With heirloom recipes and old-world flavor, ’tis the season for nostalgia

  • By Sue Ade
  • Tuesday, December 1, 2015 4:27pm
  • LifeFood

One Christmas, I sent a loved one a box of Italian Egg Biscuits, made from an old recipe that belonged to a long-departed friend of the family, Mrs. Concetta Gallo. My uncle knew what was in the package before he even opened it. Although the element of surprise was lost, the familiar old-world anise scent that foreshadowed the gift found its purpose, and the season for nostalgia was off and running.

While there are many things that trigger a sentimental longing for Christmases past, the aromas that once floated from the holiday kitchens of our most beloved bakers, especially those that are gone, are among the most powerful. With its strong “licorice” flavor, an identifiable component of distinctive liqueurs such as, Anisette, Ouzo, Pernod and others, the taste of anise is a favorite of many, as is other festive treats that contain it, such as pizzelles and cannolis.

Typically, most recipes for anise-flavored cookies and other sweets specify the use of alcohol-based anise extract. But, for a bright and pure anise taste, highly concentrated anise oil is far more effective and in the long run, economical. Because the oil is three to four times stronger than extract, you’ll need just a quarter teaspoon of oil for every teaspoon of extract.

Missing those that are no longer with us is particularly hard this time of the year. If they’ve left behind a beloved heirloom recipe, bring it to life in the kitchen. Share it at the table with those you love and enjoy it for the gift it is.


Sue Ade is a syndicated food writer with broad experience and interest in the culinary arts. She has worked and resided in the Lowcountry of South Carolina since 1985 and may be reached at kitchenade@yahoo.com.

More in Life

When Takotna resident Alec MacDonald registered in February 1942 for the military draft, he falsely claimed to have been born in 1900 in Chautauqua County, Kansas.
The Separate Lives of the Man Who Fell — Part 1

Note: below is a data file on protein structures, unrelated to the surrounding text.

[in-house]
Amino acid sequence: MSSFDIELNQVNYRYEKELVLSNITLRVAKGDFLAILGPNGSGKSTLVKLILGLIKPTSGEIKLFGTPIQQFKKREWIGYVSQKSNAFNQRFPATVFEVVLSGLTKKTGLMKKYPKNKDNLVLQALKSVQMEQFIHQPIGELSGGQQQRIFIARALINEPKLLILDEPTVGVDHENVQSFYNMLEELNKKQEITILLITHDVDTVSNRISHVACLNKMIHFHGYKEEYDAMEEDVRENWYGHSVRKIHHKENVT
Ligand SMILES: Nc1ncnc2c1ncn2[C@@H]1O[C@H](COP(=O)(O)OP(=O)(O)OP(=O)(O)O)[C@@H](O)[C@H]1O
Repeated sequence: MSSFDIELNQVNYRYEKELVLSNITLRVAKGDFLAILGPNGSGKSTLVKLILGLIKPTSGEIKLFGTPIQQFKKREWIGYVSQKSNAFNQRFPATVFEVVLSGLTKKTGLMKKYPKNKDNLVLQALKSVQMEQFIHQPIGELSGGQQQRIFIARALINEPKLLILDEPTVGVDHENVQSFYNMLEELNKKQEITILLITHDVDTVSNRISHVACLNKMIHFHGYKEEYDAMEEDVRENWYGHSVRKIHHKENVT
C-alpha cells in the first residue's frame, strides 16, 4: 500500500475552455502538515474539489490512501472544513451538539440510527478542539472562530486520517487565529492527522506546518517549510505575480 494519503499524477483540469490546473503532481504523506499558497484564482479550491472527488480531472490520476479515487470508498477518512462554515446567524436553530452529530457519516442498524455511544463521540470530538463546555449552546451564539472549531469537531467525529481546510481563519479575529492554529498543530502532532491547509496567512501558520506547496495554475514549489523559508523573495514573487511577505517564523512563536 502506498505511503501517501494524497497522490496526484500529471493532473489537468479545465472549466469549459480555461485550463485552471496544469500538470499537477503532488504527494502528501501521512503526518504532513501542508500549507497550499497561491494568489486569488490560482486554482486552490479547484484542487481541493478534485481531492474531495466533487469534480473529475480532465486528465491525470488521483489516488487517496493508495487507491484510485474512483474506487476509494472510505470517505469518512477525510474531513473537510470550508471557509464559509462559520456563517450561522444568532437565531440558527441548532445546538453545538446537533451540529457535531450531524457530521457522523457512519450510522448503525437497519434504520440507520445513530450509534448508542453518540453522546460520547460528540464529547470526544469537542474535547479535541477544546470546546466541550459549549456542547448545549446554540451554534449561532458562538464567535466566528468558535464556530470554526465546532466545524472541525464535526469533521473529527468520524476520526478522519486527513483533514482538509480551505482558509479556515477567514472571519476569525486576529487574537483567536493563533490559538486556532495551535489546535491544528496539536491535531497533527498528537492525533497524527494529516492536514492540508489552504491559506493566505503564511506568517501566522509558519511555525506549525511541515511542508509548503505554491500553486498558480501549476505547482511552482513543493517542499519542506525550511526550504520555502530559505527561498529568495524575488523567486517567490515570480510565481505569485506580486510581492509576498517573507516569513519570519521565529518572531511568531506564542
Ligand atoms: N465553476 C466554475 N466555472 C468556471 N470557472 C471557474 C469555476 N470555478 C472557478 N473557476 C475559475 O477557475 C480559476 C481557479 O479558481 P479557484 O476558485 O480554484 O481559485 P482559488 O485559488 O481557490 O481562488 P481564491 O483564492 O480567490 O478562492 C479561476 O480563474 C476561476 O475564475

Even now, with much more of the truth laid bare, mysteries remain

Ashlyn O’Hara/Peninsula Clarion
A copy of H Warren’s “Binded” is held in the Peninsula Clarion building on Thursday.
Off the Shelf: Political resistance bound to the personal

“Binded,” a new poetry anthology by Alaska author, confronts nonbinary, rural existence

“A Thousand Cabbages and other poems” by Mary Mullen. Published by Hardscratch Press, 2023. (Promotional photo)
Taking a wider view

‘A Thousand Cabbages and other poems’ sweeps across time and distance in Mullen’s second outing

Nick Varney
Unhinged Alaska: The spring emergence of Willie

He grudgingly skulks out of hibernation only when the sun has decisively conquered the last drifts of winter

Minister’s Message: Don’t give up on life

No doubt, life has its difficulties

People gather in Ninilchik, Alaska, on Friday, August 5, 2022 for Salmonfest, an annual event that raises awareness about salmon-related causes. (Camille Botello/Peninsula Clarion)
Blues, brass, Cajun and local acts to perform at ‘eclectic’ Ninilchik festival

Salmonfest headliners include Old Crow Medicine Show, Sierra Ferrell, Leftover Salmon, Pigeons Playing Ping Pong, Jackie Venson, The Burroughs and the High Hawks

A painting by Charlotte Coots is part of “Making Her Mark,” the June show at the Kenai Art Center in Kenai, Alaska, on Tuesday, May 30, 2023. (Jake Dye/Peninsula Clarion)
Women artists dive below the surface in new Kenai art show

“Making Her Mark” features the work of Charlotte Coots, Abbey Ulen and Shannon Olds.

Oatmeal raisin cookies to celebrate a one-year anniversay. (Photo by Tressa Dale/Peninsula Clarion)
Homemade cookies to celebrate a forever home

Homey oatmeal raisin cookies mark one year ‘happily ever after’

Most Read